So you're going to buy a house in Virginia. You'll save money by working with the Seller's agent right? After all, she doesn't have to split her commission with a buyer agent, so she'll be willing to cut her commission, and you'll get the house for less.
Many buyers take this route when purchasing a home, and it can work to your advantage- if the agent is actually willing to do this in this market. But there are some things to keep in mind, in particular, who is working on your behalf?
In order to discuss this, we have to discuss agency and what it means. A Seller who has employed an agent has an agreement with a Real Estate Broker. The Broker agrees to perform certain duties in exchange for a certain fee, usually expressed in a percentage of the sales price of the home.
The mulitiple listing service (MLS) is a venue in which Brokers offer each other compensation for selling one another's listings. In exchange, all Brokers can view all other Broker's listings.
A Buyer Agent on the other hand forms an agreement with a homebuyer. The Broker agrees to perform certain duties in exchange for a fee, again, usually expressed in a percentage of the sales price of a home. The Buyer is obligated to pay that fee. However, the Buyer also agrees to allow the Buyer Broker to be compensated, as per the MLS, by the cooperating Broker (the Seller's Broker), and the fee that the Buyer has agreed to pay is then reduced by that compensation from the Seller's Broker. This part of the transaction is transparent to the Buyer, so 9 times out of ten, the Buyer pays nothing out of pocket, hence the Buyer Agent's services are "free."
Many buyers are hesitant to enter into an agreement with a Buyer Agent, mostly out of fear of what it obligates them to. But in fact, the Buyer Broker agreement can be likened to an employment contract. The Buyer is "hiring" the Broker to perform certain acts for them. Without this agreement, the Broker may not get paid.
The State of Virginia recognizes that any agent that does not have a Buyer Agency agreement with a client is, by default, obligated to work for the Seller. If you are a Buyer and the agent that is showing you properties does not have a written Buyer Agency agreement with you, your agent is working for the Seller. In other words, they are a "subagent" of the Seller. This is the law in Virginia.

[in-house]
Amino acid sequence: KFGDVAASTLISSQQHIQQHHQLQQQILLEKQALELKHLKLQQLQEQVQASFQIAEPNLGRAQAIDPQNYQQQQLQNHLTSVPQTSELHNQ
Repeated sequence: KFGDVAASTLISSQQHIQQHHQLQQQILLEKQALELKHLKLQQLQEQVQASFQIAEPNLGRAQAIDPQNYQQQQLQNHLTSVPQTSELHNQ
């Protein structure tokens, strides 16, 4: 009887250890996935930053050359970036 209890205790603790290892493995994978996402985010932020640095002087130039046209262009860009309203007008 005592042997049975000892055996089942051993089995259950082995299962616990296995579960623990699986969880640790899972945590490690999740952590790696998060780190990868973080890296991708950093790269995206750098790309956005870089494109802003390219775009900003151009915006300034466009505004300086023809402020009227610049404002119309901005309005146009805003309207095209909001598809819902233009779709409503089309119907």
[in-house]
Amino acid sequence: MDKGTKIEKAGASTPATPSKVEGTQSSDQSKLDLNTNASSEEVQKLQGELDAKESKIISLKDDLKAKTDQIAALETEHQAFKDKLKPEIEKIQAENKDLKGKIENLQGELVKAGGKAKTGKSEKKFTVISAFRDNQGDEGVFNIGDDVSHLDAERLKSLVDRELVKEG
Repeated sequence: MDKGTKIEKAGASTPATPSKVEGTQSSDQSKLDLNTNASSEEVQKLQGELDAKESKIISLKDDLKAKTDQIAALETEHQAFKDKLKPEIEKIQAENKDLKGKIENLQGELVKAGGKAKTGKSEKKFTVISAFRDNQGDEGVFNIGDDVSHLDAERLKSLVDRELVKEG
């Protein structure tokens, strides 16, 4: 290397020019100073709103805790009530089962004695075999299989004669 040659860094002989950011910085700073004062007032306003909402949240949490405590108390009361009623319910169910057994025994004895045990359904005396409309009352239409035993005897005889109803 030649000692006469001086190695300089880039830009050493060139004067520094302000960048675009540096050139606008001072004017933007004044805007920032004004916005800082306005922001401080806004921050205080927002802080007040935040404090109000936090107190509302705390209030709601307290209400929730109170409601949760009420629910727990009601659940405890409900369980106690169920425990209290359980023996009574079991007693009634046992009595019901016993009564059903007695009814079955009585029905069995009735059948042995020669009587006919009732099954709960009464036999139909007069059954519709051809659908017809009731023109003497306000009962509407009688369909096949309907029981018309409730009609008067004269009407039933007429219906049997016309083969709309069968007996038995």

Going back to the MLS, some agents will not compensate a "subagent". So an agent with whom you have no written agreement will likely not show you properties where there is no compensation for subagents, and rightfully so, who wants to work for free?
When you revisit the scenario where the Buyer has the Seller's agent write the contract and handle the entire transaction, the Buyer should keep in mind that this is called Dual Agency. While totally legal in Virginia, many agents steer away from it because it can get dicey. Can one person truly represent two sides of a transaction to the full extent and advantage of both? Buyer and Seller agents use their finely honed negotiation skills to work the best deal for their clients. When there is only one agent, you will probably end up somewhere to the left of win-win. Not because of any ill will on anyone's part, but simply because in the end, the Seller's Agent is just that- the Seller's Agent.
A Buyer-Broker agreement should not be feared. Communication is key. If you are buying a home, ask the agents that you speak to who they represent. Ask them to see a buyer agreement. Ask them what their duties are if you sign an agreement with them. Ask them how you can "fire" them if you don't feel that they are working on your behalf, and are you obligated beyond the termination of the agreement, and why. A good agent will be happy to explain these terms to you until you are comfortable. In the end, you establish a relationship, there are no questions or doubts, and you get the piece of mind that someone is looking out for you.
*I am not a lawyer and the preceding is not intended as legal advice. Always consult a lawyer for legal advice.